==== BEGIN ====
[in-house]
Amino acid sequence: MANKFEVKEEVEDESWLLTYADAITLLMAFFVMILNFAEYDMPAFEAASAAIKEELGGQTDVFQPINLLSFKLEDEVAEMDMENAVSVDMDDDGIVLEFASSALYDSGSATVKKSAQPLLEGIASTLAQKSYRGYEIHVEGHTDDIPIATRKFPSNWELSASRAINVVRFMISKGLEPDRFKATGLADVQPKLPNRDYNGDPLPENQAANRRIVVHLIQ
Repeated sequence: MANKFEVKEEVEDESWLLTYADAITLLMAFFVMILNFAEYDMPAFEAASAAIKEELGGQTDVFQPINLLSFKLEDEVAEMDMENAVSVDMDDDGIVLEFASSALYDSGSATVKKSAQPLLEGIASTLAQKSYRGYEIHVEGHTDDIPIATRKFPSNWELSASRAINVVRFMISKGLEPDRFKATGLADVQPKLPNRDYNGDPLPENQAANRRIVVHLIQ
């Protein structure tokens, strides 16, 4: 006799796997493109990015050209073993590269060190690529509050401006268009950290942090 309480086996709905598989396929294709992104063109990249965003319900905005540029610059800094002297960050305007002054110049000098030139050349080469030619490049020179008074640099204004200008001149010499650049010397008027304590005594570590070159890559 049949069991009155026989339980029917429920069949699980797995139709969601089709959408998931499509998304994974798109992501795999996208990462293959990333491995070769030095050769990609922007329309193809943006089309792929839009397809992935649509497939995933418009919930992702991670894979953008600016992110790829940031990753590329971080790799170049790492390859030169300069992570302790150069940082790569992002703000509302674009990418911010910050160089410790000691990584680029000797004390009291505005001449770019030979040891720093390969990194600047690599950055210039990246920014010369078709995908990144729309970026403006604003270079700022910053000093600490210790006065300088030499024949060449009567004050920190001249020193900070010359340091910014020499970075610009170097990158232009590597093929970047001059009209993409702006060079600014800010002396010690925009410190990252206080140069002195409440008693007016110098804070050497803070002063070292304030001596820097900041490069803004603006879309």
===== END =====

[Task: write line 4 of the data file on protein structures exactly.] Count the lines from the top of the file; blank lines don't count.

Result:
């Protein structure tokens, strides 16, 4: 006799796997493109990015050209073993590269060190690529509050401006268009950290942090 309480086996709905598989396929294709992104063109990249965003319900905005540029610059800094002297960050305007002054110049000098030139050349080469030619490049020179008074640099204004200008001149010499650049010397008027304590005594570590070159890559 049949069991009155026989339980029917429920069949699980797995139709969601089709959408998931499509998304994974798109992501795999996208990462293959990333491995070769030095050769990609922007329309193809943006089309792929839009397809992935649509497939995933418009919930992702991670894979953008600016992110790829940031990753590329971080790799170049790492390859030169300069992570302790150069940082790569992002703000509302674009990418911010910050160089410790000691990584680029000797004390009291505005001449770019030979040891720093390969990194600047690599950055210039990246920014010369078709995908990144729309970026403006604003270079700022910053000093600490210790006065300088030499024949060449009567004050920190001249020193900070010359340091910014020499970075610009170097990158232009590597093929970047001059009209993409702006060079600014800010002396010690925009410190990252206080140069002195409440008693007016110098804070050497803070002063070292304030001596820097900041490069803004603006879309």